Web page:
Taking care of your glasses
3 steps to long-lasting specs
8 June 2021
With glasses, even minor niggles can be surprisingly annoying. A scratched lens or misaligned frame can drive you to distraction. And wrangling a tiny screwdriver in a bid to secure the arms, or trying to locate a runaway screw, can tip the best of us over the edge! Here are 3 ways to get years of service out of those precious specs.
1. Careful cleaning
Whenever possible, clean your glasses using a microfibre cloth and lens cleaner, which you can pick up at your local pharmacy or optometrist.
While it may be handy to use a piece of clothing like your shirt, the fabric can trap small rough particles that make it more abrasive than you’d think. So keep that microfibre cloth in your glasses case for easy access.
If your only alternative is a facial tissue (much better than a dirty microfibre cloth!), you can add some liquid to the lens first – lens cleaner or warm water – before giving the lenses a gentle rub, or without liquid is fine too.
But be aware that some tissues with added moisturisers like aloe vera can leave a residue that makes smudges worse than when you started.
If there's any dirt, sand or particles on the glasses, don't forget to run them under water for a few seconds before cleaning them.
2. Safe storage
If you’re a part-time glasses wearer – maybe you only use them for reading or screen time – you may find yourself losing track of your specs.
If so, make a point of returning them to their case when not in use, or at least keep them in the same place each time (with the lenses face upwards to avoid scratches).
Keeping your glasses in a safe spot also protects them from being accidentally sat or trodden on, or being claimed as a chew toy by your pet (or young child!).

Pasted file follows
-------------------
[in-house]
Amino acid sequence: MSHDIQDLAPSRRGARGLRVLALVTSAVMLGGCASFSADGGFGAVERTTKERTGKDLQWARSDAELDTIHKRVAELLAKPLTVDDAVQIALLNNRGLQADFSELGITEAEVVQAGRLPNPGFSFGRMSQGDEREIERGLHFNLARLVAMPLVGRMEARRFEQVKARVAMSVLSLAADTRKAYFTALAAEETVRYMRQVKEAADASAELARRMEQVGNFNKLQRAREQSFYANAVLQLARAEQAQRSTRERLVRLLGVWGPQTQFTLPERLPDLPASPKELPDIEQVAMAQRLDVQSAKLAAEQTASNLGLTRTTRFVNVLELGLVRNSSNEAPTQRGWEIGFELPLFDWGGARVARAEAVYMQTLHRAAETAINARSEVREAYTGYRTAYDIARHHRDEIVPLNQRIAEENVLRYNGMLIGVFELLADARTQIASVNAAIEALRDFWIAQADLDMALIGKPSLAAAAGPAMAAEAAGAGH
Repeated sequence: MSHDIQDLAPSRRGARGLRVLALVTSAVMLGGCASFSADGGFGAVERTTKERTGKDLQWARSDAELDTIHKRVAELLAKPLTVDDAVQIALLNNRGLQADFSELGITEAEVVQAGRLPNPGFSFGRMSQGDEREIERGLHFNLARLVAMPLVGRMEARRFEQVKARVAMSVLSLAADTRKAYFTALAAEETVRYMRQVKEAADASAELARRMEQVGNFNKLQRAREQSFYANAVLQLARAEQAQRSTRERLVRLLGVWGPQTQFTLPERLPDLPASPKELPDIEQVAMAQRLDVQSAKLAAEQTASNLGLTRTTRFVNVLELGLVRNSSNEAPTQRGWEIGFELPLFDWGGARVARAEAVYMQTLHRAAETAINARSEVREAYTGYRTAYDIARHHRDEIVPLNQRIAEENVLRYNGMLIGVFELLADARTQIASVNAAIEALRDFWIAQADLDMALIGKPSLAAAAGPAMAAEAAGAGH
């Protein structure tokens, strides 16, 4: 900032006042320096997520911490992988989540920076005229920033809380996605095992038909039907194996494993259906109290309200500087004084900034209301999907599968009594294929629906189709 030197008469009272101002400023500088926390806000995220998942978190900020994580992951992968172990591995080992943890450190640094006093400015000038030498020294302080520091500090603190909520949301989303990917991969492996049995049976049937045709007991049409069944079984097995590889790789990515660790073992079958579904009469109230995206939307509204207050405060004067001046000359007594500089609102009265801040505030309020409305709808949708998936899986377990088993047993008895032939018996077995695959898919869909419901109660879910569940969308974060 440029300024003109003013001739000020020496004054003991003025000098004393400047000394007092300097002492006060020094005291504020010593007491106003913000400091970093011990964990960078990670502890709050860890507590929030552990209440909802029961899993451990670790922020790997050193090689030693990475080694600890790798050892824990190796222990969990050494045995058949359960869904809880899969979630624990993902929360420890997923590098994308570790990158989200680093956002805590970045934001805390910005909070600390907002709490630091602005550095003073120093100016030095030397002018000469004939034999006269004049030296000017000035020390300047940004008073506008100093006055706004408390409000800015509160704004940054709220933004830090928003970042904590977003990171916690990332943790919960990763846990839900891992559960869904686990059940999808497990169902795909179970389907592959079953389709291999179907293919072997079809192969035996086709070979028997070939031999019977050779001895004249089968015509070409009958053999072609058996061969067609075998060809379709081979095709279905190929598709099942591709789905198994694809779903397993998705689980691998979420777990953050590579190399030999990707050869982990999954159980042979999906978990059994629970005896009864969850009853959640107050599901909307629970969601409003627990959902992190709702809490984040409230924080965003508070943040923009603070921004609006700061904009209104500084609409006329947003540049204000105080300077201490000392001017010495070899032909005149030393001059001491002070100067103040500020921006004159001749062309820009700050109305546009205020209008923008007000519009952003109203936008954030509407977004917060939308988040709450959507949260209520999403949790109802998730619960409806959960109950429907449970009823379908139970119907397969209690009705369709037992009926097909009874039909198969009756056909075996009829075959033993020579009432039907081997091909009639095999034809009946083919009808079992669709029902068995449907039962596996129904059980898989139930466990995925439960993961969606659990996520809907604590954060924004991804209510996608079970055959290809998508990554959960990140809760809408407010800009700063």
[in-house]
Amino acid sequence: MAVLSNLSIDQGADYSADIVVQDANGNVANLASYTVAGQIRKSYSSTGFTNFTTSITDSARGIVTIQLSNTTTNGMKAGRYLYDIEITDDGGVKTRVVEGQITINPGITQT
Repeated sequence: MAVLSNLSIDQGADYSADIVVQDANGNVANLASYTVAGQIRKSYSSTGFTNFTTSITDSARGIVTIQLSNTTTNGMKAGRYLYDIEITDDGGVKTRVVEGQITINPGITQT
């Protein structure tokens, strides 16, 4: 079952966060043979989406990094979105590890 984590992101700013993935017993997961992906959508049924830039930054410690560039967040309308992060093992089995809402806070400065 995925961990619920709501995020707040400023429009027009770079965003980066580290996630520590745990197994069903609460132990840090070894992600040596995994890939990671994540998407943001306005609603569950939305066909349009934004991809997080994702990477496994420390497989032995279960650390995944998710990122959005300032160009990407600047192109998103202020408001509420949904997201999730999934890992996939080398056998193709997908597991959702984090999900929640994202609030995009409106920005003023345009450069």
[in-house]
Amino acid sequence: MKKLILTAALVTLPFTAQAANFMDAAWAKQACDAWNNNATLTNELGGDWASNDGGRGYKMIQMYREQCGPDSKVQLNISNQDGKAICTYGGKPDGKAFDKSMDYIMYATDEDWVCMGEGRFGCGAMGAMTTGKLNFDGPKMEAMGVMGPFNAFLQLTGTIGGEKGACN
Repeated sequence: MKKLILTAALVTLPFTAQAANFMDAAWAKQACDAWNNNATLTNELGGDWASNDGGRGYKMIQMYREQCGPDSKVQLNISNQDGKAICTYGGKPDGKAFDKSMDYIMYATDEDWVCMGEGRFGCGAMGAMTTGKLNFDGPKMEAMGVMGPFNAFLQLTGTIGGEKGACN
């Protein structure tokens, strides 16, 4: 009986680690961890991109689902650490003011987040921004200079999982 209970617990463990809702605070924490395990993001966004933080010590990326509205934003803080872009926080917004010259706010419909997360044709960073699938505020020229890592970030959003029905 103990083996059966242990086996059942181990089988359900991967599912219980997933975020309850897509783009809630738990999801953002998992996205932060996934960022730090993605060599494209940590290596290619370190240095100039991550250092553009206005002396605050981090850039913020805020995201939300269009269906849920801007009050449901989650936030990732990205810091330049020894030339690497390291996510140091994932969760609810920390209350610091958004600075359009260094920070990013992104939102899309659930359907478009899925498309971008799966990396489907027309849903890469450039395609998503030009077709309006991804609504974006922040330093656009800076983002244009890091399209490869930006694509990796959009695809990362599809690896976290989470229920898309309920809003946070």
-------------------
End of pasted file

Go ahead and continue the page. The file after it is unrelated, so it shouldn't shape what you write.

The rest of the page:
One thing you may not know, is that lens coatings can be damaged by heat. So never store your glasses next to a heater or on a car dashboard in summer.
3. Go gently
While some frames are more robust than others, none are invincible. If your glasses keep getting loose or crooked, even after your optometrist has adjusted them, gentler handling may be the answer.
One big no-no is sitting them on top of your head when they’re not on your nose (this can be a habit in people who wear single vision reading glasses).
That’s because the shape of the top of your head isn’t the same as your face when your glasses are sitting on your nose. So perching them on your head can cause the arms to splay outwards, while the nose pads can be twisted or damaged if they get caught in your hair.
Also be mindful of how you take your glasses off – try to pull them forwards off your face using both hands rather than swiping them off to one side with one hand.
If the worst happens
Accidents happen – even to the most careful of us. Having a back-up pair of specs can buy you time to get to your optometrist for repairs (if possible). If not, you’ll have to order a new pair (or two!). If you haven’t had an eye test for a while, you can book an appointment at one of our Teachers Health Centres, where you can also check out some stylish designer prescription glasses.
If your only pair of reading glasses are damaged, over-the-counter ‘readers’ from a pharmacy could tide you over. You can test them at the shop by using them to look at your phone (at the distance you’d normally use your screen) to find a pair that suits.